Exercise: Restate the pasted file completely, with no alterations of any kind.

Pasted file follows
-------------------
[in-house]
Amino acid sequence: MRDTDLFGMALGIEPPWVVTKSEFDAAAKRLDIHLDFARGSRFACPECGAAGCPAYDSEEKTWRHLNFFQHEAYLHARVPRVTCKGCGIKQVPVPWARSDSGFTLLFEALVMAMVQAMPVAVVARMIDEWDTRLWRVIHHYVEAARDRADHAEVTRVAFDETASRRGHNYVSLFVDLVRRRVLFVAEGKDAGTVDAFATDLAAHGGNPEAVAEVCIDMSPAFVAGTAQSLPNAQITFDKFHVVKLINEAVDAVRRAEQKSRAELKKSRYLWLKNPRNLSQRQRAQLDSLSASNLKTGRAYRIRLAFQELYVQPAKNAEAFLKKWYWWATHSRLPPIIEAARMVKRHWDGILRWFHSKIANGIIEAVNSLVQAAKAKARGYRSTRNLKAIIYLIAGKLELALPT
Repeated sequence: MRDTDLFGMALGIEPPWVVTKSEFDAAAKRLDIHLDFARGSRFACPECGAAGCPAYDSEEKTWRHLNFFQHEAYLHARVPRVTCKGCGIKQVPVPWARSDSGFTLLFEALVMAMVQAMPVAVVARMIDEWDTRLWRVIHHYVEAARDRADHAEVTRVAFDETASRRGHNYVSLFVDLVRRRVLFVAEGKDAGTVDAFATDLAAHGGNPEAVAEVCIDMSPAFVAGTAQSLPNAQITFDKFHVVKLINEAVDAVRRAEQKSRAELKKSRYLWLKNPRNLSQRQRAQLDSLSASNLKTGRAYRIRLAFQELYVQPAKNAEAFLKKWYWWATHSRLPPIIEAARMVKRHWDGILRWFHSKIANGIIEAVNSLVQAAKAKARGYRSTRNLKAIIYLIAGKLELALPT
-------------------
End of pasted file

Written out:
[in-house]
Amino acid sequence: MRDTDLFGMALGIEPPWVVTKSEFDAAAKRLDIHLDFARGSRFACPECGAAGCPAYDSEEKTWRHLNFFQHEAYLHARVPRVTCKGCGIKQVPVPWARSDSGFTLLFEALVMAMVQAMPVAVVARMIDEWDTRLWRVIHHYVEAARDRADHAEVTRVAFDETASRRGHNYVSLFVDLVRRRVLFVAEGKDAGTVDAFATDLAAHGGNPEAVAEVCIDMSPAFVAGTAQSLPNAQITFDKFHVVKLINEAVDAVRRAEQKSRAELKKSRYLWLKNPRNLSQRQRAQLDSLSASNLKTGRAYRIRLAFQELYVQPAKNAEAFLKKWYWWATHSRLPPIIEAARMVKRHWDGILRWFHSKIANGIIEAVNSLVQAAKAKARGYRSTRNLKAIIYLIAGKLELALPT
Repeated sequence: MRDTDLFGMALGIEPPWVVTKSEFDAAAKRLDIHLDFARGSRFACPECGAAGCPAYDSEEKTWRHLNFFQHEAYLHARVPRVTCKGCGIKQVPVPWARSDSGFTLLFEALVMAMVQAMPVAVVARMIDEWDTRLWRVIHHYVEAARDRADHAEVTRVAFDETASRRGHNYVSLFVDLVRRRVLFVAEGKDAGTVDAFATDLAAHGGNPEAVAEVCIDMSPAFVAGTAQSLPNAQITFDKFHVVKLINEAVDAVRRAEQKSRAELKKSRYLWLKNPRNLSQRQRAQLDSLSASNLKTGRAYRIRLAFQELYVQPAKNAEAFLKKWYWWATHSRLPPIIEAARMVKRHWDGILRWFHSKIANGIIEAVNSLVQAAKAKARGYRSTRNLKAIIYLIAGKLELALPT